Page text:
12. A method according to claim 1, further comprising selecting a paytable with relative weighting for each bin.
13. A method according to claim 1, wherein randomly selecting a winning bin comprises selecting a random number between one and a sum of bin weights, and randomly selecting a winning time increment comprises selecting another random number between one and the total number of time increments in the winning bin.
14. A method of operating a plurality of gaming devices interconnected by a network to a bonus controller, the method comprising:
determining a time period of a bonus cycle;
allocating, by the bonus controller, an equal number of a plurality of equal time increments of a bonus cycle into each of a plurality of bins organized into a weighted table;
using the weighted table to determine a winning bin and a winning time increment of the bonus cycle within the winning bin, the weighted table is selected to skew a likelihood of the winning time being in a certain section of the bonus cycle;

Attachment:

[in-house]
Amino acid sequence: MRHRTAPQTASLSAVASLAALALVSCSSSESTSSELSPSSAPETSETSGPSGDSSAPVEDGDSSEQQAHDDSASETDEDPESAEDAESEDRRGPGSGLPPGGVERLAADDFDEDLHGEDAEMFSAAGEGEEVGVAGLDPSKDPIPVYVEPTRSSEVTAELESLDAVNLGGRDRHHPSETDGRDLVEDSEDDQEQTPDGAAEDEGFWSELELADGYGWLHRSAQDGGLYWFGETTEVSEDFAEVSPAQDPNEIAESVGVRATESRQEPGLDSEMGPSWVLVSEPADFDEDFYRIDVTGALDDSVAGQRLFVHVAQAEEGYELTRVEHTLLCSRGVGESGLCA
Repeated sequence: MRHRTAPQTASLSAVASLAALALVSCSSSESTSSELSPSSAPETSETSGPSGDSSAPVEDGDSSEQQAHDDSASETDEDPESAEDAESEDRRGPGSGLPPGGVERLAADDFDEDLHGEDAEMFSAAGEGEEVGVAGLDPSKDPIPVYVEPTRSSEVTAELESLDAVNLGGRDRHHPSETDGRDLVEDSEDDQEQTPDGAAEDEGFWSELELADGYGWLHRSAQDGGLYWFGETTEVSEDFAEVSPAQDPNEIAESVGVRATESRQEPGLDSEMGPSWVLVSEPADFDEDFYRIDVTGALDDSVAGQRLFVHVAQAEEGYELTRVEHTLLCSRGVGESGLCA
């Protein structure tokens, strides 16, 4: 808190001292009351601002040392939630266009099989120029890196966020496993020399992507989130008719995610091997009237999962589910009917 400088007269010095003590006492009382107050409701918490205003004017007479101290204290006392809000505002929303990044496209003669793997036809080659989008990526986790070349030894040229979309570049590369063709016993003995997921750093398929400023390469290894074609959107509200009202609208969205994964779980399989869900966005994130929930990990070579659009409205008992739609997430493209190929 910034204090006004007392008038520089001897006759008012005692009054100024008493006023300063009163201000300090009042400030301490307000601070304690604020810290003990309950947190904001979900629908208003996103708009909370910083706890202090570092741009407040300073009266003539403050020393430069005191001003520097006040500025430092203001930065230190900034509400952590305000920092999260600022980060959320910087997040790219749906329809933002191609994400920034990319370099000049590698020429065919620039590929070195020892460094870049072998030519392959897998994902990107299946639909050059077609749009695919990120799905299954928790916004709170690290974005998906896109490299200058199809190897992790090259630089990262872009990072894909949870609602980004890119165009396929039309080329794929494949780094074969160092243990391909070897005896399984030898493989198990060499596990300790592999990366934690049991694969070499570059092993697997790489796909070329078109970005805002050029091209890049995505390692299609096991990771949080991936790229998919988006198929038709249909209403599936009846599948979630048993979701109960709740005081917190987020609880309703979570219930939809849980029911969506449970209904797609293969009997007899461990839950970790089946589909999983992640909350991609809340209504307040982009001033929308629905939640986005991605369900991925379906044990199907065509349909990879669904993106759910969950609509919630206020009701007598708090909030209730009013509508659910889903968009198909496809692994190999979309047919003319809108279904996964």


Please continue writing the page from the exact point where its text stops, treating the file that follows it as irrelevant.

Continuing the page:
tracking, by the bonus controller, a present time of the bonus cycle;
receiving, by the bonus controller, an identifying signal from each gaming device responsive to play of the gaming devices; and
awarding a prize value to a selected gaming device after the winning time increment has elapsed during the bonus cycle.
15. A method according to claim 14, further comprising selecting an initial prize value at a first time of the bonus cycle.
16. A method according to claim 15, further comprising adding a subsequent value to the initial prize value during the bonus cycle.
17. A method according to claim 16, wherein the subsequent value is randomly selected from a table of weighted values.